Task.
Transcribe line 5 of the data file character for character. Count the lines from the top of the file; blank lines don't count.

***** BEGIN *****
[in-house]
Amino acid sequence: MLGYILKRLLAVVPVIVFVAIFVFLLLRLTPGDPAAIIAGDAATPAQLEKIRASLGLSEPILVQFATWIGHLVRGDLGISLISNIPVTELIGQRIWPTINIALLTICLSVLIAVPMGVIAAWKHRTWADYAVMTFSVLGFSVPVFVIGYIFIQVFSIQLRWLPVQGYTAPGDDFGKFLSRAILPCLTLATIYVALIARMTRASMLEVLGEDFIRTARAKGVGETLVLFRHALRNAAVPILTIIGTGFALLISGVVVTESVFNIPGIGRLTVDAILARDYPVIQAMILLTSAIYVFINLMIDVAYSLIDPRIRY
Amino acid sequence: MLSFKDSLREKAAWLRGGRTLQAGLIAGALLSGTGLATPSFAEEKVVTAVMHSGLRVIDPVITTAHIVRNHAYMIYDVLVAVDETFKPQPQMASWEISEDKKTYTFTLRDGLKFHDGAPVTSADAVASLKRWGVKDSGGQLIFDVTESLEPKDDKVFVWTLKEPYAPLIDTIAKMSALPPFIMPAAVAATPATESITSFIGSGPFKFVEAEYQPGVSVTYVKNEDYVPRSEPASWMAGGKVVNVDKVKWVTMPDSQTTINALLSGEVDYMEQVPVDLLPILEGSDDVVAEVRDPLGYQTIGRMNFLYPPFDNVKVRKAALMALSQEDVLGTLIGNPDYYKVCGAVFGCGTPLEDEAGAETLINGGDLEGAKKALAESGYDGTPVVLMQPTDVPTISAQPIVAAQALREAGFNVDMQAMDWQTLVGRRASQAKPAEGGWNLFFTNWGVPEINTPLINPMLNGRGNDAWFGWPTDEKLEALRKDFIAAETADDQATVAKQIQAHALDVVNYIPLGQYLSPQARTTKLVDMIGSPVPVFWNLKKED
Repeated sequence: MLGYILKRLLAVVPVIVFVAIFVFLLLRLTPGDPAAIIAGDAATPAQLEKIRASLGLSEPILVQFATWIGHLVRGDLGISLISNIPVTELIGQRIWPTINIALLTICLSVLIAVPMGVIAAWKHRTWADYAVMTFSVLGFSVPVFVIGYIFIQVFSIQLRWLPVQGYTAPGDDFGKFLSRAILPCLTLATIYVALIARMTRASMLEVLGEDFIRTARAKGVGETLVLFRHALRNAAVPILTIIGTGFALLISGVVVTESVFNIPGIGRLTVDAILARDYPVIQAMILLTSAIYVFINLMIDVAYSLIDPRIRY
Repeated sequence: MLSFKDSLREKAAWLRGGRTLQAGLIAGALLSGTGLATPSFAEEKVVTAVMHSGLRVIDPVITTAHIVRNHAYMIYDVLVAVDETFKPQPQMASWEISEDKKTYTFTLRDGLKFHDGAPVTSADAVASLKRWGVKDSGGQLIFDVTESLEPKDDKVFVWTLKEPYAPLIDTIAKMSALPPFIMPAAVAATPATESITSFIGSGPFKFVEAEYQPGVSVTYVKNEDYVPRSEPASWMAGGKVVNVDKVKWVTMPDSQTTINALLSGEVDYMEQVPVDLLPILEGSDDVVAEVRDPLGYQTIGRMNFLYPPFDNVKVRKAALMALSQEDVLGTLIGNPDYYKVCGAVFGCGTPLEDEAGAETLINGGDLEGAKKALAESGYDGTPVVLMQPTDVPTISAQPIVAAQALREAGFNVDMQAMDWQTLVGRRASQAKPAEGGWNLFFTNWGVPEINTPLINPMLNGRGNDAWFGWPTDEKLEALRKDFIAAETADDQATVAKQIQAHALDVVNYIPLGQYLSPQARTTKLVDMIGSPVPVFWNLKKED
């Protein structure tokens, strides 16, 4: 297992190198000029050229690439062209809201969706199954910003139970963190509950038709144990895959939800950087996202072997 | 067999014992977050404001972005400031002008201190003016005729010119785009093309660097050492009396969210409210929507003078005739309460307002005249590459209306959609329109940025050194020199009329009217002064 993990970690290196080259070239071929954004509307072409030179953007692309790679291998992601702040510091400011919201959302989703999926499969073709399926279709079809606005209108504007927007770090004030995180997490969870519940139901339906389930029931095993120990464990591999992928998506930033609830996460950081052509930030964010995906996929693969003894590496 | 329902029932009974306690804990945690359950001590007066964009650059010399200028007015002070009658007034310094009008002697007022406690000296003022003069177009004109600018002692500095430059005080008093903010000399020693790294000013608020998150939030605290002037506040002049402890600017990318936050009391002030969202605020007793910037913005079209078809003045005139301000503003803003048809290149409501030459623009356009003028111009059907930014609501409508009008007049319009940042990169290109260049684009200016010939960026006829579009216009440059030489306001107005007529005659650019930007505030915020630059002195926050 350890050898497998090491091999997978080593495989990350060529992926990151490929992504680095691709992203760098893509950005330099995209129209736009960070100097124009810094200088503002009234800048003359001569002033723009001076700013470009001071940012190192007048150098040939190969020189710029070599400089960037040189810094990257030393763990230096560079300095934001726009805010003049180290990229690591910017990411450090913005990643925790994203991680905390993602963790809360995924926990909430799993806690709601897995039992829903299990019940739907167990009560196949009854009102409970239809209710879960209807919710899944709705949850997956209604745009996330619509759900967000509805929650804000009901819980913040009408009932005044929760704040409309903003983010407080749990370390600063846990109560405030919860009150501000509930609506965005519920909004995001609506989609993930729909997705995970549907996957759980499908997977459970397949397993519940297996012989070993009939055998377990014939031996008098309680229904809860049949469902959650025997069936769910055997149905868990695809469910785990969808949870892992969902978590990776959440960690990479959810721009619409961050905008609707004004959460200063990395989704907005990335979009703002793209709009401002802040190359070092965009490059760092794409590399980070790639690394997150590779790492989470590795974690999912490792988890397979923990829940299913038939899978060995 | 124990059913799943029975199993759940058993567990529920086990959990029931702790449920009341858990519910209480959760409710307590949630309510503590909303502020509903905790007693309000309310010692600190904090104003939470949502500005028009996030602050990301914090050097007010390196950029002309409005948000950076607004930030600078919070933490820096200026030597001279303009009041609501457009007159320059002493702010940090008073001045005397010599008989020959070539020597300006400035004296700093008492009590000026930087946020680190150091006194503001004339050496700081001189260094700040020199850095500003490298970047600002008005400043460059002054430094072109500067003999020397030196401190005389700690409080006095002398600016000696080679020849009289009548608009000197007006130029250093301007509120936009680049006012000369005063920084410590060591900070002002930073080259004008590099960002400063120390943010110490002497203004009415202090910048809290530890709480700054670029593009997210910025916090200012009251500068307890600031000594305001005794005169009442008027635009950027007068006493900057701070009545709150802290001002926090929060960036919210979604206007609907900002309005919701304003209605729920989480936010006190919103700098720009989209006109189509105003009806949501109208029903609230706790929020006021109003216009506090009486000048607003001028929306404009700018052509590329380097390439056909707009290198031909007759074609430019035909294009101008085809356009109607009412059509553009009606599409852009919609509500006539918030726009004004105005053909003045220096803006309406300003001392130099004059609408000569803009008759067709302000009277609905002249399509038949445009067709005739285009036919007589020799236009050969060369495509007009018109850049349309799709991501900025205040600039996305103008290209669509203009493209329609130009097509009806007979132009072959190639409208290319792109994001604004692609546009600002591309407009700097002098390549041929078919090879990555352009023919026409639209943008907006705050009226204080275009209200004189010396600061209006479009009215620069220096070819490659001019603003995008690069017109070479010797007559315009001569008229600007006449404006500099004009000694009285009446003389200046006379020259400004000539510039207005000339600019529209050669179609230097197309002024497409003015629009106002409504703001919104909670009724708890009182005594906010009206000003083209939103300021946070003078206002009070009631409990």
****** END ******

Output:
Repeated sequence: MLSFKDSLREKAAWLRGGRTLQAGLIAGALLSGTGLATPSFAEEKVVTAVMHSGLRVIDPVITTAHIVRNHAYMIYDVLVAVDETFKPQPQMASWEISEDKKTYTFTLRDGLKFHDGAPVTSADAVASLKRWGVKDSGGQLIFDVTESLEPKDDKVFVWTLKEPYAPLIDTIAKMSALPPFIMPAAVAATPATESITSFIGSGPFKFVEAEYQPGVSVTYVKNEDYVPRSEPASWMAGGKVVNVDKVKWVTMPDSQTTINALLSGEVDYMEQVPVDLLPILEGSDDVVAEVRDPLGYQTIGRMNFLYPPFDNVKVRKAALMALSQEDVLGTLIGNPDYYKVCGAVFGCGTPLEDEAGAETLINGGDLEGAKKALAESGYDGTPVVLMQPTDVPTISAQPIVAAQALREAGFNVDMQAMDWQTLVGRRASQAKPAEGGWNLFFTNWGVPEINTPLINPMLNGRGNDAWFGWPTDEKLEALRKDFIAAETADDQATVAKQIQAHALDVVNYIPLGQYLSPQARTTKLVDMIGSPVPVFWNLKKED